It’s that time of year again, revision is truly under way in preparation for the summer 2017 exam series. We have blogged before about revision techniques such as; revision relays, treasure hunts, and thoughts & crosses activities (Anything but more past papers…, Exam Warm Ups, Exam Technique, Maths Party and Intervention Evening). In this blog we look at other revision games;
Those that are regular party goers have probably played this game in a social yet competitive environment and adapting it for the classroom is quite easy and flexible in the way it’s played. You just need a set of plastic cups (numbered), a ping pong ball and a set of questions (also numbered).
It can be played as a team game (I recommend no more than 3 per team to avoid down time). If team gets the ball in a cup say number 4, they then answer question 4 to gain points, I give 10 points for correctly answered questions. In order to keep the other team, team B, involved they can also be calculating the answer to “steal the points” if team A get it wrong or alternatively gain bonus points (I award 5). Team B would have to prove to Team A they got it correct by showing their calculations (I provide each team with mini whiteboards).
These great resources from @JR-Maths-Resources are not only beautifully presented and cover a range of topics, they are differentiated from fluency in the centre to reasoning and finally problem solving as the outside layer. I use these either daily as quick starters (they take around 10 minutes) or as short homework task.
Again some experimentation has led me to believe the best option here is to number the jenga pieces and use with a corresponding set of questions.You can see in the picture on the left that I do have a set of jenga pieces now dedicated to solving equations, but since numbering the pieces I’ve got a lot more use out of them! The game is played in the same way as the Jenna game, the only addition is that pupils must answer that question before they can remove that piece (if numbered, version on the left pupils would answer after removing it, if they get it wrong they go again). This can be differentiated, identifying the level of difficulty on the question card.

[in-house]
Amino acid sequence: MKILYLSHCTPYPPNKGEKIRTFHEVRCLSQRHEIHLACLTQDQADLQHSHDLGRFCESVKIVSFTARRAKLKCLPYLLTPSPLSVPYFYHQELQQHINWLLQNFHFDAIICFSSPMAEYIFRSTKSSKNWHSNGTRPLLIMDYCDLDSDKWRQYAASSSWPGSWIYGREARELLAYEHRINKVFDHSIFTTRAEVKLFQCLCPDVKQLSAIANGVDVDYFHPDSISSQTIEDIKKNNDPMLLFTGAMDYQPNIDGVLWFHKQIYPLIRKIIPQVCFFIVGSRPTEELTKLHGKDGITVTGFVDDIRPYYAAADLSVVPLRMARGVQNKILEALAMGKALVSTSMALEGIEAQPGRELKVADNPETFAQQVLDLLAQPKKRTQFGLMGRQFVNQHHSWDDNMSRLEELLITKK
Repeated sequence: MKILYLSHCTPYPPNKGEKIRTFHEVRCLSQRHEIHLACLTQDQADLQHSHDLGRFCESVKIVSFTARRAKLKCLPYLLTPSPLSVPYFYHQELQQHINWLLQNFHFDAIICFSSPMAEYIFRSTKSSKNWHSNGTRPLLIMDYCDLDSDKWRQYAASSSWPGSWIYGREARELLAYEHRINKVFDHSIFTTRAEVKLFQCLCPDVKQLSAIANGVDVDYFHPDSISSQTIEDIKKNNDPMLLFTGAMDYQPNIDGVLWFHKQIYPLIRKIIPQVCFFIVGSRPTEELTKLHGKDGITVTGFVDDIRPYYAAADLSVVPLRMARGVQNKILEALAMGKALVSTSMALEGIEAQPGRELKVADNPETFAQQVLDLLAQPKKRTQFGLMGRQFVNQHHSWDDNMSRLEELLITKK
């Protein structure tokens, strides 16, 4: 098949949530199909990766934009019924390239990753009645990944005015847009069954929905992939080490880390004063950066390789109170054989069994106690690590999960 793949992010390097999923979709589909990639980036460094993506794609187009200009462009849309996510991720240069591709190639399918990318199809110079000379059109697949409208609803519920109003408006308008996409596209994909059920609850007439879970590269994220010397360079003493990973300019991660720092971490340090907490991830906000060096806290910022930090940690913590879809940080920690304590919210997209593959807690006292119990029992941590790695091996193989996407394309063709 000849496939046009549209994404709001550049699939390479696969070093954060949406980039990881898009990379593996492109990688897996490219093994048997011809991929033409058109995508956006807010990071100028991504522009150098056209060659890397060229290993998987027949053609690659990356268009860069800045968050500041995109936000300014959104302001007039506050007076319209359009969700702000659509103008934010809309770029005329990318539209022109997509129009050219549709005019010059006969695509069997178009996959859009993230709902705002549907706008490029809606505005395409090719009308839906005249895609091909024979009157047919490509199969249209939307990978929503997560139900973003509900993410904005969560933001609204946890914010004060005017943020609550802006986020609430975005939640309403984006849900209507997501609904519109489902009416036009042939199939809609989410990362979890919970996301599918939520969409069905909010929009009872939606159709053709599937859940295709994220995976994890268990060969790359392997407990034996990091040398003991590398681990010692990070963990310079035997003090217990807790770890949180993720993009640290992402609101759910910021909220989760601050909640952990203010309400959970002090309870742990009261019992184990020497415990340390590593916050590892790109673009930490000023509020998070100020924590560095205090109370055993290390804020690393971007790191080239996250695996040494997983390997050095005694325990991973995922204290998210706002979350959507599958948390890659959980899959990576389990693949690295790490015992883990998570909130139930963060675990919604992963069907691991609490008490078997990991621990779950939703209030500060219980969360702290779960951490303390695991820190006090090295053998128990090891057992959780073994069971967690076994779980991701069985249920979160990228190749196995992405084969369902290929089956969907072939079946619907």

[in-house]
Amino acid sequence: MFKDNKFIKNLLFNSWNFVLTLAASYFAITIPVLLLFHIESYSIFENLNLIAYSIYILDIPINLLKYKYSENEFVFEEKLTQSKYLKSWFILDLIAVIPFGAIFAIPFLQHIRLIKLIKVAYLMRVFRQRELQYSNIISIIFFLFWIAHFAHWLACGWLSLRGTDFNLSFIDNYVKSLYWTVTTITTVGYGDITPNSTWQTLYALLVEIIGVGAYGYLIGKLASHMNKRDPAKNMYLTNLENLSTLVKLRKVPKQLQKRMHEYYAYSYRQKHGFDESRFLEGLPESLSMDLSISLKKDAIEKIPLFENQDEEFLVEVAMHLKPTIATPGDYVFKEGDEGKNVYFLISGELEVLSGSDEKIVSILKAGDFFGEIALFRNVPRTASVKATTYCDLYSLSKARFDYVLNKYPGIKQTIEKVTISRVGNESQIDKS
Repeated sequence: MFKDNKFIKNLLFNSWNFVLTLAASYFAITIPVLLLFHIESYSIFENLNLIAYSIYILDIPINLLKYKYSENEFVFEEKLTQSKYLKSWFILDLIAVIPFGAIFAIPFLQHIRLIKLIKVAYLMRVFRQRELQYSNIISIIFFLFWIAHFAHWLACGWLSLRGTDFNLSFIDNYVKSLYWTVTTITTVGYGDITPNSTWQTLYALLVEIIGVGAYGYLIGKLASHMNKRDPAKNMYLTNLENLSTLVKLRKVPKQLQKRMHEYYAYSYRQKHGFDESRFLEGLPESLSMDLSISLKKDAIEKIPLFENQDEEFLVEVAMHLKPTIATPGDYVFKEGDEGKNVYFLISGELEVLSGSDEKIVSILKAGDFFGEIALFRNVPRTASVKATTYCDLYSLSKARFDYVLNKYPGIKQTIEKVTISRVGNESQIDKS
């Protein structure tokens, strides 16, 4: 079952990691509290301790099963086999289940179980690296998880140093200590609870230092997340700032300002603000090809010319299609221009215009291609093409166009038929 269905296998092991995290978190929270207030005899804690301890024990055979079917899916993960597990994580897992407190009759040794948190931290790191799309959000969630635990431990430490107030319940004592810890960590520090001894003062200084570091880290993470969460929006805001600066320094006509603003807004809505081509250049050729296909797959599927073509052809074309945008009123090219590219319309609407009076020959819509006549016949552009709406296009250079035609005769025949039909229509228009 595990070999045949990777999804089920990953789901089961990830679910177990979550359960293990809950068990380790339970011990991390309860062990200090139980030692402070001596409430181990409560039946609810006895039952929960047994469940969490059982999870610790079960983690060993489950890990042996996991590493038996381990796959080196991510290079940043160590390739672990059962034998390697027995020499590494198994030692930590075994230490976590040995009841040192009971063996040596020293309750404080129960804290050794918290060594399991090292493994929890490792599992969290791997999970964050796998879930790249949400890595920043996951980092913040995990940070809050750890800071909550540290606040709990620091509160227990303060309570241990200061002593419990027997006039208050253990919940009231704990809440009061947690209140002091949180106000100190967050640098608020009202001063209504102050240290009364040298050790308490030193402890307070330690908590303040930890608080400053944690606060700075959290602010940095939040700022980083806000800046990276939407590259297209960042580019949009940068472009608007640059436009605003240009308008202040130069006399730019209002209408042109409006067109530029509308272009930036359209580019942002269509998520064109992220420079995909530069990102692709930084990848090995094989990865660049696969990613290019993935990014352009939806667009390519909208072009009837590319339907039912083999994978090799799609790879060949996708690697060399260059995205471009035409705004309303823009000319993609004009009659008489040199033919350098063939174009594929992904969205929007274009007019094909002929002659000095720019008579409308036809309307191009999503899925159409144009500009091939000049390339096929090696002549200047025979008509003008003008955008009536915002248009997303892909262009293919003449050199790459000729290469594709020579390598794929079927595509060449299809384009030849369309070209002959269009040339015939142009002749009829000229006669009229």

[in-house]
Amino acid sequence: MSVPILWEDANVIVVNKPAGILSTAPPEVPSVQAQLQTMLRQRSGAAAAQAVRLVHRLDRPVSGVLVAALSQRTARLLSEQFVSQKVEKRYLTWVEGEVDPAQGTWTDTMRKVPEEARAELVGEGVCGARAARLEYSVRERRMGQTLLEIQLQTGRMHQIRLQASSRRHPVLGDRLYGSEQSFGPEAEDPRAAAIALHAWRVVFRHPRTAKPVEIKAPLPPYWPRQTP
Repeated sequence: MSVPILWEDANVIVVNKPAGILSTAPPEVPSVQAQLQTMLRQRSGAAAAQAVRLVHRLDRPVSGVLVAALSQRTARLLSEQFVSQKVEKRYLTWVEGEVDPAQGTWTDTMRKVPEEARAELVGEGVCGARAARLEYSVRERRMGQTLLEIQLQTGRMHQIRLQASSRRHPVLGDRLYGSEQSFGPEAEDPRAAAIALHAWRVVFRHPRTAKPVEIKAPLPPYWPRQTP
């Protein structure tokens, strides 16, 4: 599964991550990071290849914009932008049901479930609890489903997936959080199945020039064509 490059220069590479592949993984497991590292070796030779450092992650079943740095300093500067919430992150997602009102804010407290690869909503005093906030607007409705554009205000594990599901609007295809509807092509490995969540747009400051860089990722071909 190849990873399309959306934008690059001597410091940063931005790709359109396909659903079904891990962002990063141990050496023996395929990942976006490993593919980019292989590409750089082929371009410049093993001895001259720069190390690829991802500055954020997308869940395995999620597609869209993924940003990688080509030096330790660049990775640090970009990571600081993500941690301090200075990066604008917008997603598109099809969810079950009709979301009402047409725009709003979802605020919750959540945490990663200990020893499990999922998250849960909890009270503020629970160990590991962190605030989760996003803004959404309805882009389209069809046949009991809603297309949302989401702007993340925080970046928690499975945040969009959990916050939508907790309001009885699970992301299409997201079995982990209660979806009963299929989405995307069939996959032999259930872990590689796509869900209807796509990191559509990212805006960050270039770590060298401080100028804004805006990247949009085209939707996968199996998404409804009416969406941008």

I use quiz, quiz, trade cards such as these on rounding, estimating and bounds as the question cards are numbered or relay cards such as these 9-1 Revision Relay Question cards shared by Simply Effective Resources.
I create a revision carousel using a variety of tasks at each of the stations for the topics in the carousel. The timer is set for 7 minutes at each station and pupils rotate through the stations in groups of 3-4. At each station they either answer the questions or taking part in the activity for example Fan & Pick. Therefore a verbal but brief explanation of each station is needed, and reminder notes on how it is played at each station also helps the carousel run smoothly.
Clipart credit ©Prettygrafik.com
Here is an example of a carousel I ran with 6 minutes at each station.
- Sequences Fan & Pick
- Sequencees Spot the Mistake (Pupils completed this for homework)
- Sequences Fortune Teller
- Sequences Exam questions (collated from ExamPro)
- Jenga game (shorter stack) I use any task cards or relay questions such as this free set from Simply Effective Resources.
- Bill and Statement Task Cards (One of each laminated, pupils are allowed calculators)
- Properties of Numbers Learning Grid (roll the dice)
- Number Exam questions (collated from ExamPro)
- Revision Pong (Mixed exam questions from ExamPro)
Thank you for reading